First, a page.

Monday, September 2, 2013


Almost as soon as Diana Nyad completed her historic swim from Cuba to Florida and
emphatically stated, "You're never too old to chase your dreams," a fitness revolution was
born. People from 60 to 80-years old, inspired by their new hero, headed for swimming
pools across the globe.

"I've never seen anything like it," said Fennis Dembo, general manager of LA Fitness in
New York City. "It was like they said, 'To hell with the family picnics and barbeques. By
4 p.m., this pool was packed with older people."

Charles Wentworth, 71, and a former squash champion at Princeton, felt rejuvenated by
just watching Nyad finish off her 110-mile swim through shark infested waters.

"Open water swimming is where it's at," said Wentworth, a retired hedge fund manager
who spent five years in prison for insider trader. "I'm bored with P90x and CrossFit. I needed
a new challenge. I'll start with something easy, like swimming the English Channel, and then
move on to bigger things such as crossing the Pacific."

Rosemary Davis, Betty Williams, and Pookie Rothstein, all 73, said they haven't excercised
in more than five years, but after seeing the 64-year old Nyad swim 53 hours, they got pumped
as they once did for Olivia Newton-John's music video, "Let's Get Physical."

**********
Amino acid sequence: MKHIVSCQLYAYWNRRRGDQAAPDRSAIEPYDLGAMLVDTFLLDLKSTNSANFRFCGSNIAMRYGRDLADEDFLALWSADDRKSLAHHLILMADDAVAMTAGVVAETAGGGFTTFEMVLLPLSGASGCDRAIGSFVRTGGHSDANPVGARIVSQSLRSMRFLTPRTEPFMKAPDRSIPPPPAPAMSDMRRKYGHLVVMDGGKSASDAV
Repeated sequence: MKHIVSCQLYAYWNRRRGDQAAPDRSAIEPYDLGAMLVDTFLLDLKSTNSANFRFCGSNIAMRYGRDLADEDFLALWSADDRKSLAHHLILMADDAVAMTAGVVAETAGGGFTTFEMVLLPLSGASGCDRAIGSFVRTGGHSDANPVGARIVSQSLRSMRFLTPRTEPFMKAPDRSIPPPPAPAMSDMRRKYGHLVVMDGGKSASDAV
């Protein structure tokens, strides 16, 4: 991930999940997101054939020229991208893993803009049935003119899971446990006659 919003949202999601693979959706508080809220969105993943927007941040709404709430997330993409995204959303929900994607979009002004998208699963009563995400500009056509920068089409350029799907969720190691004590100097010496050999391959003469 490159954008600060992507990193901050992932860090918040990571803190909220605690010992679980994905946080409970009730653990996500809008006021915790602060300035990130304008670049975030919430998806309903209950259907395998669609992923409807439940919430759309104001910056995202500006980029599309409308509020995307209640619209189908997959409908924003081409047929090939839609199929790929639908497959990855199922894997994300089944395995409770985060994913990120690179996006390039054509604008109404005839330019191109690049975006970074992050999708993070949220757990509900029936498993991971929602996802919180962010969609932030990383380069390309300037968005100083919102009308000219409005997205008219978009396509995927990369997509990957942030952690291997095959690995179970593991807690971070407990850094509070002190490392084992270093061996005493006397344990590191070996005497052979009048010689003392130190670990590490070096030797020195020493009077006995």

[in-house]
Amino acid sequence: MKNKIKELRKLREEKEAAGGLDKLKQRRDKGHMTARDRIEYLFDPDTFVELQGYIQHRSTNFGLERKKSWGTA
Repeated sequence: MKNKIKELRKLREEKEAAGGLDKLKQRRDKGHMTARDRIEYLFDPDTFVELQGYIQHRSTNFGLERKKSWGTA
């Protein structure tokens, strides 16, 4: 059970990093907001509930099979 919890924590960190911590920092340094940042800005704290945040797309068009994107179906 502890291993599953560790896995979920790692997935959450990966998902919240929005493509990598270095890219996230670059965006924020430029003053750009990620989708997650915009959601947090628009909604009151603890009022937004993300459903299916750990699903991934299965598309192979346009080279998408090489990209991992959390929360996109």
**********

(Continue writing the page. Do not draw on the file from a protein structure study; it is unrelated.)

"Today was the first time I had been in the pool in a long time," sad Davis. "But after swimming
just one lap, I was 'off the chain'. Is that how they say it? I'm not ready for shuffleboard and
early bird specials just yet. I think I'm going to try to swim across the Hudson River next spring.

Swimming merchandise was flying off the shelves at "The Sports Authority" in Shreveport,

"At this time of year, we usually see a spike in gun and ammunition sales," said Billy Joe
Robideaux, sales manager. "But after Ms. Nyad completed that friggin' swim, people came
in for goggles, jelly-fish repellent and Speedos. I tried to steer them older folks from those
tiny swim suit and get into something a little more comfortable for their liking. But they
wanted the thing that offered the least resistance, so I gave them the smallest speedos I
could find. LMAO. Good luck with that."

Billy North, coach of the Masters swim program in Tupolo, Mississippi, was inundated with
thousands of phone calls shortly after Nyad removed the mask that protected her from jelly-fish
stings when she was done.

"Brother, I have not had this much attention in my program for years," said North. "These
people were demanding. They wanted to know when the first practice was in the morning
and how many they could do in a week. They didn't care nothing about the cost. I said, 'Well,
it might be a little early for you because it's at 5:30 a.m" he added. "Them people are camping
outside the door and sleeping there overnight. Un-Bee-Lee-va-bull!"

Diana Nyad sets a record and starts a whole new (and old) fitness revolution.

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